Our policy makers ought, therefore, to worry that 86.2 percent of the capital imported into the country in the first three quarters of 2017 ended up in Lagos State. Not only then was much of the money that we boast of as having come into the economy (indicating investor confidence) of a flighty vintage. But the concentration of this money in one place cannot but be disruptive.
Two weeks ago, I was concerned (on these pages) with how much of a vindication of the incumbent administration’s macroeconomic choices the renewed inflow of foreign portfolio investments (FPI) into the country represents. “Not much” was the verdict; albeit the story told by inflows was always going to be a lot more nuanced.
In the intervening period, the numbers for capital importation into the country for the nine months to end-September 2017 have come in. And they tell a pretty rich tale.
To begin with, capital imported into the country in the first nine months of the year rose by 91 percent over the sum imported over the same period last year — from US$3.58 billion to US$6.85 billion. So, there’s a very strong case for arguing that the Buhari government may be on to a good thing when it points to its efforts at reforming the economy beginning to yield fruit. But that is only before you acknowledge the fact that the capital import numbers have been on a downward trajectory since 2013.
Yes, the global economy tanked about then, dragging down with it our main export earner; and so, there’s a strong case for pointing up external variables as the main culprit for the lower capital import numbers. This conclusion is, however, moderated by the fact that much of the “reforms” that the incumbent government points to as driving the resumption of funds inflow into the economy (especially changes to foreign exchange management, including the introduction in April 2017 of the Nigeria Autonomous Foreign Exchange market) could have been introduced sooner. As indeed, could have the reforms to the rules and regulatory environment, which saw Nigeria recently move up the World Bank’s “Ease of Doing Business” log.
Still, all of this is to cavil. There are more important contexts to this conversation. In the first nine months of 2013, capital imported into Nigeria was US$16.64 billion, a little more than the US$16.25 billion that came in over the same period in 2014. In other words, the total capital that has come in, in the January-September period this year, is tiddling compared with the numbers that the economy was once familiar with. This reinforces the argument that the Buhari government’s reforms (and the positive outcomes associated with them) might be both too late (the reforms ought to have been implemented earlier) and too little (the outcomes pale in comparison with the economy’s historical trend).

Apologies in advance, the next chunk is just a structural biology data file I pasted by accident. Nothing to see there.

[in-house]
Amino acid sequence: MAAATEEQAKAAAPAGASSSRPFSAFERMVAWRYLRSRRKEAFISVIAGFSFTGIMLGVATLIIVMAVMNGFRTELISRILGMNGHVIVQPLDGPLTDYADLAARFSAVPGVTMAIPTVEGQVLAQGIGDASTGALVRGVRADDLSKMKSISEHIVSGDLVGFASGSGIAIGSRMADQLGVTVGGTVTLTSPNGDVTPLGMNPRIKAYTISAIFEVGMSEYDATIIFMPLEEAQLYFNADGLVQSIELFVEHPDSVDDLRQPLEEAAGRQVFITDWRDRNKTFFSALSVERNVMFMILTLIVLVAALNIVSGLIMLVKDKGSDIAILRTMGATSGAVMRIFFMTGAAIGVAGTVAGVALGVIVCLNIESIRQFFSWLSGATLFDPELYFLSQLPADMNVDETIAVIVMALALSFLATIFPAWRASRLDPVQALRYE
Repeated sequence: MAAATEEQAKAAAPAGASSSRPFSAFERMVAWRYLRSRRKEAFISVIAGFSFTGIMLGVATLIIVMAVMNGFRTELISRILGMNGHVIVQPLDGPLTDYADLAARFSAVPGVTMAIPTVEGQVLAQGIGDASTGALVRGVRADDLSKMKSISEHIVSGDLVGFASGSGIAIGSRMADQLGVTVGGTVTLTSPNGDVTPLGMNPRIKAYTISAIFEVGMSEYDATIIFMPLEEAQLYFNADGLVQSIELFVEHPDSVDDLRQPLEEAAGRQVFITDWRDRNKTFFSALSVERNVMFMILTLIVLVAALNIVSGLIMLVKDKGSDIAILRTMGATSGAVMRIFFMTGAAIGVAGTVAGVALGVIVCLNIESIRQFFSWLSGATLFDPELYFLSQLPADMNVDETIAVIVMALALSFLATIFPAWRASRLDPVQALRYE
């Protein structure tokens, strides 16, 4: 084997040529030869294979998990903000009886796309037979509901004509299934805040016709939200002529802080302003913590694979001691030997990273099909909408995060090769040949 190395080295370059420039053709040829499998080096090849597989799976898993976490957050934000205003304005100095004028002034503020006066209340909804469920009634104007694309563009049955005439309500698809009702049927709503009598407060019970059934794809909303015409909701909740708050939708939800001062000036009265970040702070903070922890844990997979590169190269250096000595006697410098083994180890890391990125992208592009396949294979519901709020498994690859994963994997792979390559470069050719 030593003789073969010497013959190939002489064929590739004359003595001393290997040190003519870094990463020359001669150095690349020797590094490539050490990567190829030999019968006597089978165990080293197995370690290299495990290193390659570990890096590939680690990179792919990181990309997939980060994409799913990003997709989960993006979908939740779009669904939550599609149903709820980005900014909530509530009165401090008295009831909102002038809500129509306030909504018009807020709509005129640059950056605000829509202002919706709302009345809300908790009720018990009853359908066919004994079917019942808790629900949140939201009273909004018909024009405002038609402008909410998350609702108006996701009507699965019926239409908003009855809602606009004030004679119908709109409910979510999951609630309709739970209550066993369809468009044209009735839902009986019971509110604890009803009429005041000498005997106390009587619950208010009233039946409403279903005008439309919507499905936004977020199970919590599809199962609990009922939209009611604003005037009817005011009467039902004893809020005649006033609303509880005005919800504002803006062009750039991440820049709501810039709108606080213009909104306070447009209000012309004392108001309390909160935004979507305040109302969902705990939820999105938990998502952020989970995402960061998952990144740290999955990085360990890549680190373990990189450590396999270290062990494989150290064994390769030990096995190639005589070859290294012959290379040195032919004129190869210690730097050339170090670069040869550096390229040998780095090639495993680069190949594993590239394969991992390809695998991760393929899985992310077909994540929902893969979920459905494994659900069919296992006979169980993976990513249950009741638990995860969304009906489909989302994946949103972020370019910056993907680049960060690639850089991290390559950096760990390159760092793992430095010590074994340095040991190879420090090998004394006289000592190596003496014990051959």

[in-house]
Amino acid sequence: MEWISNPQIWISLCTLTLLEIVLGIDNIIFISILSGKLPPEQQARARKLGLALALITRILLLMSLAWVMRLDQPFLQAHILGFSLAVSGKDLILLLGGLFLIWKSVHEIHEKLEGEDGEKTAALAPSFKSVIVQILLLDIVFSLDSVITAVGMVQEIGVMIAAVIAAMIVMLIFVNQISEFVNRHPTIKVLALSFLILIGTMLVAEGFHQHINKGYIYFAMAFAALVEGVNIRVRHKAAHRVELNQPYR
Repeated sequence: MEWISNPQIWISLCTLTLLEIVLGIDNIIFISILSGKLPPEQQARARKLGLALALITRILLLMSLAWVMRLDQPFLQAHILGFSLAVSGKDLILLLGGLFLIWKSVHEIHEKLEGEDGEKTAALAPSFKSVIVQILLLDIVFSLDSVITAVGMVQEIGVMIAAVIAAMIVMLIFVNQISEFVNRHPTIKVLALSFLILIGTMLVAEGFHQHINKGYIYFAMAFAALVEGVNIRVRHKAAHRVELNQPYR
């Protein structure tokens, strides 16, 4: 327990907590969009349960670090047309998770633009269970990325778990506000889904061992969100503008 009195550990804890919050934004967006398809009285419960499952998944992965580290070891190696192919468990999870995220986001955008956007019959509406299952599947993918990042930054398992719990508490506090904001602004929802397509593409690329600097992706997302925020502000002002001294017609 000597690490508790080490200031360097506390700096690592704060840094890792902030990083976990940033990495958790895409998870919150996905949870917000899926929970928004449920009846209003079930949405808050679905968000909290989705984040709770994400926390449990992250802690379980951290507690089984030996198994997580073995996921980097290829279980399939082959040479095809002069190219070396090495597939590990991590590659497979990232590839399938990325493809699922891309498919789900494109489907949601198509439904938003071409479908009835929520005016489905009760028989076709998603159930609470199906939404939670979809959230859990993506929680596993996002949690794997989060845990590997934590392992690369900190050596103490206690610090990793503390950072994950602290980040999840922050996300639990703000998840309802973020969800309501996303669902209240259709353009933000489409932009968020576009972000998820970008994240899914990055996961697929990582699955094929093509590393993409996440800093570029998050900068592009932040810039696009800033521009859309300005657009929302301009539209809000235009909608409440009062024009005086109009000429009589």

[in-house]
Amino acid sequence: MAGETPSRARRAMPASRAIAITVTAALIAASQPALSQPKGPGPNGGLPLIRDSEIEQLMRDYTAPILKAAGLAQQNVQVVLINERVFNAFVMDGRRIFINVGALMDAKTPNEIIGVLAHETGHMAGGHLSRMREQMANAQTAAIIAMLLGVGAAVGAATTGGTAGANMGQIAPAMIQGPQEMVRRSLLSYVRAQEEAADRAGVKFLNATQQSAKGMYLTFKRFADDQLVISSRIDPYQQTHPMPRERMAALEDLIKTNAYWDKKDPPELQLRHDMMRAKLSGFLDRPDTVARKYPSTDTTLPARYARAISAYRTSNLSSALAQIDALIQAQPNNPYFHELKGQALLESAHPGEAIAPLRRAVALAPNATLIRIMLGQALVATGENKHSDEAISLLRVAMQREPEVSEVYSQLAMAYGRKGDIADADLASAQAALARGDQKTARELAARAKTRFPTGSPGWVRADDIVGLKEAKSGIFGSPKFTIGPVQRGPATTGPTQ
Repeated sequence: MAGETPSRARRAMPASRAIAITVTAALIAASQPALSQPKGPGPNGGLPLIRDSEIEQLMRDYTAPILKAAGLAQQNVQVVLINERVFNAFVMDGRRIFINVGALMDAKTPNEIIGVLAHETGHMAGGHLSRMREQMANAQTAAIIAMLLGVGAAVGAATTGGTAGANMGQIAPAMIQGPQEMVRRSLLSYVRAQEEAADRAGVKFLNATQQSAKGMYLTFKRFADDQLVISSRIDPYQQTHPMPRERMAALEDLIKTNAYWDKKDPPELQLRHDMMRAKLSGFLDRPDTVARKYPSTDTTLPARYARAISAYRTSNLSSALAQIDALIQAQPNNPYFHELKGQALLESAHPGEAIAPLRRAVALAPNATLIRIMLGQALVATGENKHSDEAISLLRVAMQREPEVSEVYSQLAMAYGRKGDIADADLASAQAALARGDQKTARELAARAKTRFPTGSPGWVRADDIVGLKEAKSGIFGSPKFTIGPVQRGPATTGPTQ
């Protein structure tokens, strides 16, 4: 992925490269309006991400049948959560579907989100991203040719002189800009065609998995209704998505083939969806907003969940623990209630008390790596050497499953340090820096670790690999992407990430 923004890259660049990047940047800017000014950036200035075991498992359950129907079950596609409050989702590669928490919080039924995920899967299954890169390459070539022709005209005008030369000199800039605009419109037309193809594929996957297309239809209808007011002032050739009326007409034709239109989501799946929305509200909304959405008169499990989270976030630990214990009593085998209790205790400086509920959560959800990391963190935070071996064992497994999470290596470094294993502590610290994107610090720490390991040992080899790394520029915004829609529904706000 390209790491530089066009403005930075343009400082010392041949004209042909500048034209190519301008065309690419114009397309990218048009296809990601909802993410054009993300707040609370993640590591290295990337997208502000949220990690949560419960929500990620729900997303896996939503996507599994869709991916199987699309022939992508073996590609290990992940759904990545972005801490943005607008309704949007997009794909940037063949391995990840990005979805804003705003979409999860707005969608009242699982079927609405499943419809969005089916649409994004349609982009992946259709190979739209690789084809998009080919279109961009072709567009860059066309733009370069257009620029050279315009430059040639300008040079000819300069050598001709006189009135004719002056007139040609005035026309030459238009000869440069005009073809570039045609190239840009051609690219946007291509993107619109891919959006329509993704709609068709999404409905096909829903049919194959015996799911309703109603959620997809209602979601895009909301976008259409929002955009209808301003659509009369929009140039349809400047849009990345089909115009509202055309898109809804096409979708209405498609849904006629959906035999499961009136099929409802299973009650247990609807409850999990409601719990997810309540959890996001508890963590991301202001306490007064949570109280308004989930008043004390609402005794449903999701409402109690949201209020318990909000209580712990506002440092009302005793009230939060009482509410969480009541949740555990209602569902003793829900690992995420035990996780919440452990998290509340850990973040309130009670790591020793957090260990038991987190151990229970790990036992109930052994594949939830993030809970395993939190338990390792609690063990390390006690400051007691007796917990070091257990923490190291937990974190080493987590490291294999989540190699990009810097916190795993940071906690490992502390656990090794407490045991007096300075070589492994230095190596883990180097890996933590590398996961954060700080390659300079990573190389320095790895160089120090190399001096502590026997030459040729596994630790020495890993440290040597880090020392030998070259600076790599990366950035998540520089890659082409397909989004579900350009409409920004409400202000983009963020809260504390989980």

Poor policy responses to the last recession have meant that the economy has not been able to adjust competently to changes in domestic terms of trade. Fixed prices have robbed domestic entities of the clarity that would have helped more efficient decision making.
Yet, that is not all. Flighty money made up the bulk of the foreign capital that entered the economy in the end-September period. Comprising investments in equity, money market instruments, and bonds, this category of investment was up 152 percent over the numbers for the same period last year (from US$1.53 billion to US$3.85 billion). The point made in my piece on this page two weeks ago is not just that this money is hot, i.e. given to leave as readily as it has come in. But also, that it does not drive growth or development in any meaningful way.
Better to have factories and businesses planted on the ground. These pay taxes. Employ labour. Transfer technology, and managerial savvy. Unfortunately, in the period covered here, this bucket of investment into the country was down 14 percent on the numbers for last year — from US$699.4 million to US$603.3 million. Interestingly, it ought not to surprise anyone that business investment in the economy is down. Poor policy responses to the last recession have meant that the economy has not been able to adjust competently to changes in domestic terms of trade. Fixed prices have robbed domestic entities of the clarity that would have helped more efficient decision making.
In the end, not many productivity-enhancing decisions have been made by the organised private sector, as lower consumer spending has dis-incentivised the investments of businesses.
On a related note, does it matter that in putting its “ease of doing business” scores together the World Bank takes survey samples for Nigeria off Lagos and Kano States? I have been told that you cannot find locations more representative of business conditions in the “south” and “north” of the country than these two. The difficulty, though, is that the inequalities between these sub-national centres and the rest of the country are as large as those within them. More than particular “local constraints”, these inequalities are a strong let on domestic productivity.
A serious government would do well, therefore, to focus on bridging these gaps, especially through providing better infrastructure, including such as helping to build up social capital more evenly across the country. Our policy makers ought, therefore, to worry that 86.2 percent of the capital imported into the country in the first three quarters of 2017 ended up in Lagos State. Not only then was much of the money that we boast of as having come into the economy (indicating investor confidence) of a flighty vintage. But the concentration of this money in one place cannot but be disruptive.